Remembering John Prine: 7 essential albums

Seven albums you should check out very soon.
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“You and me
Sitting in the back of my memory
Like a honey bee
Buzzin' round a glass of sweet chablis"

I was introduced to the shaggy-dog genius of John Prine in the Summer of 1976. I had just finished 8th grade, and a group of us went off with a teacher on a cross-country RV trip which included a week at a classic American Dude Ranch. On the weekend, a goofy college-age wrangler named Marty joined in the staff talent show and sang a song called “Dear Abby.” We all thought it was the greatest thing ever. We had no clue it was written by a former mailman from Chicago who was not yet 30. We had never heard of John Prine.

Even if I had known about Prine back then, I doubt I would have paid much attention. We were charging hard into adolescence and the Who, the Stones, and Aerosmith were our weapons of choice to fend off anything that smacked of country. About the closest we would have come back then was admitting Little Feat was pretty good.

So I didn’t really fall in love with Prine until I came across an early greatest hits collection maybe ten years after that Summer on the ranch. “Dear Abby” was there again. So were eleven other tracks, every one of them funnier and more touching – more understanding of the things that make the world go ‘round – than virtually any other music I had ever heard. That album – “Prime Prine” – was released after his fourth album, as he switched labels from Atlantic to Asylum.

Seven essential John Prine albums

Not many artists can put out a top-notch greatest hits compilation after just four records. But when you never write a single bad song – when your originals range from pretty good to “among the best I’ve ever heard” – when you’re John Prine – well, then you can do it.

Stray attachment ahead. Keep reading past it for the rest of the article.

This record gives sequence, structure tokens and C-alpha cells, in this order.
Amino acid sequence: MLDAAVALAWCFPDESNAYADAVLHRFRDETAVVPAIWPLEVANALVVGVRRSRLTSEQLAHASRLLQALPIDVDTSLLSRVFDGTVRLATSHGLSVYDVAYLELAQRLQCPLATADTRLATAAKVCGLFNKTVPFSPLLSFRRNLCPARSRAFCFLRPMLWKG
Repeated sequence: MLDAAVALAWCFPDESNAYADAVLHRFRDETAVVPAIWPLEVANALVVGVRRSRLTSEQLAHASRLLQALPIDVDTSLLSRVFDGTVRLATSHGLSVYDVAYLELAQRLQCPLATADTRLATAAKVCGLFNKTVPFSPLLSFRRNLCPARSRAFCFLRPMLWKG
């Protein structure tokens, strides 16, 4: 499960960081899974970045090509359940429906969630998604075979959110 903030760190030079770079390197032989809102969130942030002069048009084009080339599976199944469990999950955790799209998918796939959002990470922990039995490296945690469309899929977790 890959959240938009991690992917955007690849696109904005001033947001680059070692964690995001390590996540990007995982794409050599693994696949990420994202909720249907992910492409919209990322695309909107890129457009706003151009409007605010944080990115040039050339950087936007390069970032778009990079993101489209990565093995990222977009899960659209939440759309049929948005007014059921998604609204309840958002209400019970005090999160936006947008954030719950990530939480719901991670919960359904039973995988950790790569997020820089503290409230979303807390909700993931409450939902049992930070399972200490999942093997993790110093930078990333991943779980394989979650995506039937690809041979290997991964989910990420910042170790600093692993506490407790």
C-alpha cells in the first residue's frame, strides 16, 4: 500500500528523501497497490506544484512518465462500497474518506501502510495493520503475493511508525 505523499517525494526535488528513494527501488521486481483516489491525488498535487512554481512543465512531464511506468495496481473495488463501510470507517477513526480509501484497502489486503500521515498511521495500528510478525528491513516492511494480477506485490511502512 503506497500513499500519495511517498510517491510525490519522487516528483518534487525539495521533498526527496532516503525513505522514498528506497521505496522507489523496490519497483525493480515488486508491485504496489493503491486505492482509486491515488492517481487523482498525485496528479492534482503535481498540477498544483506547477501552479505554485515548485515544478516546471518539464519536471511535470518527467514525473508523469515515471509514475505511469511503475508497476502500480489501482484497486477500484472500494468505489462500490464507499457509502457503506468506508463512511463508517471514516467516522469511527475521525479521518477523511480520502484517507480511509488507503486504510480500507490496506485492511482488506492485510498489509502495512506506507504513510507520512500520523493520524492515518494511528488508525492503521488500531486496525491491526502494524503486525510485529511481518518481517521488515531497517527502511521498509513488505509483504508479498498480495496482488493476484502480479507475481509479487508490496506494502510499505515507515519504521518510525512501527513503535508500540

I mean, think of this. “Prime Prine” offers a dozen gems culled from those 1st four albums, and it doesn’t even bother to include two of his most iconic songs – “Angel From Montgomery” and “Paradise” – from his self-titled debut.

You can do that when you’re John Prine.

Prine released 18 original albums between 1971 and 2018. After the roaring success of his last album, “The Tree of Forgiveness,” he began writing songs for a new record. His death four years ago as of Sunday, April 7, from coronavirus robbed us of another full album. We did get a final single – the touching “I Remember Everything” – as well as a number of tribute albums from many of the artists he touched throughout his long career.

Of those 18 albums, 13 were what you’d consider standard. They mostly feature Prine originals, sung almost exclusively by the man himself. He would usually drop in a cover or two, often as a final track. And every once in a while, he would feature a second vocalist. But most of what you get on those 13 albums is all Prine.

The other five are what you might call specialty projects. The first of these was a Christmas-themed record, released in 1993. In 1999, he released an album of duets with many of the top female vocalists in country music, performing an array of classic country love songs. That concept would prove so successful that he would do a follow-up in 2016, with a new group of partners and a new collection of standards.

In 2000, Prine rerecorded many original classics from his 1st decade as a performer in a compilation called “Souvenirs.” In 2007, the 60-year-old Prine teamed up with the 82-year-old bluegrass legend Mac Wiseman to put out a collection of country/bluegrass standards.  Of course, there were other hits collections and plenty of live recordings along the way.

I had listened to a lot of Prine in the week before his death. Given his age and history of medical problems, we all knew that COVID was a battle he might not be able to win. But we hoped anyway. This was one very tough man. He held on for a long time, but the sad news eventually came, and the world grew a little colder. So I spent the next day listening to those 18 albums straight through. It was sad in some ways, but it was also great fun. Eye-opening and therapeutic. I had heard every one of these tracks, but as with anything else, I had my favorites. There were some albums I had not listened to in decades.

Here are the seven best from that collection. I want to stress that Prine never released a bad album. You could put any one of them on and be simultaneously charmed and moved. These are just seven really good ones with which to begin the journey.